Some couples are unable to conceive (for any number of reasons). Others have reached an age or stage in their lives that makes conception and natural childbirth problematic (at best) or impossible (worst case scenario). Some families simply want to grow, and the adoption process makes the most sense to them. No matter what your reasons may be, there is a tremendous need for adoption services and it’s something you should consider.
Options for adopting a child are no longer restricted to those with significant financial means. One of the most popular options available to almost anyone in foster care. In fact, the foster-to-adoption process is becoming more popular than ever before. U.S. News reports that foster care adoptions are up at least 60% from just 20 years ago, and it’s certain that these numbers will continue to rise.
Adoption is more accessible and it’s more widespread than it’s ever been. But ultimately, what makes adoption worth considering? There are many compelling reasons, but the most substantial one hinge on a single word: need.
The American SPCC is an organization that specializes in awareness, education and advocacy for abused and neglected children in the United States. What’s startling is the sheer number of children who are “in the system” (a phrase that references children who have been removed from their birth parents and placed in state custody). Today, there are more than 430,000 kids in foster care, awaiting reunification (to be placed back with their families), placement in a foster care family (of which at least 45% will be with non-relatives), or adoption – and there are almost 120,000 of these.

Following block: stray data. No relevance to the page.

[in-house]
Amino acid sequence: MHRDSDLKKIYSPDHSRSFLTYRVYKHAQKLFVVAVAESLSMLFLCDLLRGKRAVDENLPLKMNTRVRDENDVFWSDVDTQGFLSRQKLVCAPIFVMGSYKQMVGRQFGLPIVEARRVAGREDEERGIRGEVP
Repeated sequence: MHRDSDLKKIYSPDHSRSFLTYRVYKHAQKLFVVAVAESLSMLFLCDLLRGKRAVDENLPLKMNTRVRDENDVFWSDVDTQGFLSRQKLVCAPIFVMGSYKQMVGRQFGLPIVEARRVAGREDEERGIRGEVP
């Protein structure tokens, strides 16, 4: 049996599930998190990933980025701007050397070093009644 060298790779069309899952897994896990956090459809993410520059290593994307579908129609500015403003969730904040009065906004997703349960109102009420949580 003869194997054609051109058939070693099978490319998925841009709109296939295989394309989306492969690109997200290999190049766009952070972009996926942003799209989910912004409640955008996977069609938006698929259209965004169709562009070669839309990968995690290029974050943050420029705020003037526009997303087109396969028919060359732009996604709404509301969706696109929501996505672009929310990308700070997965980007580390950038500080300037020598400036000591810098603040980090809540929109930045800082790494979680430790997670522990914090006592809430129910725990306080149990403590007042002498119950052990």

All these children have one thing in common: they have tremendous need. They have experienced a significant amount of “early loss and trauma, [often accompanied by] abuse and neglect,” according to BBC News. More than 60% of them were taken from their homes due to neglect, and 37% because of parental drug use. There is a hole inside each and every one of these kids, and it can be filled by someone – almost anyone – who is willing to open themselves to a child in need.
Why should you consider adoption? Maybe that’s the wrong question.
Do you have the capacity to love a child who wasn’t born to you?
Can you provide the “forever home” they desperately need?
In the face of the painful loss of security and stability, can you be the hero of their story?
If so, here’s a better question: why shouldn’t you consider adoption?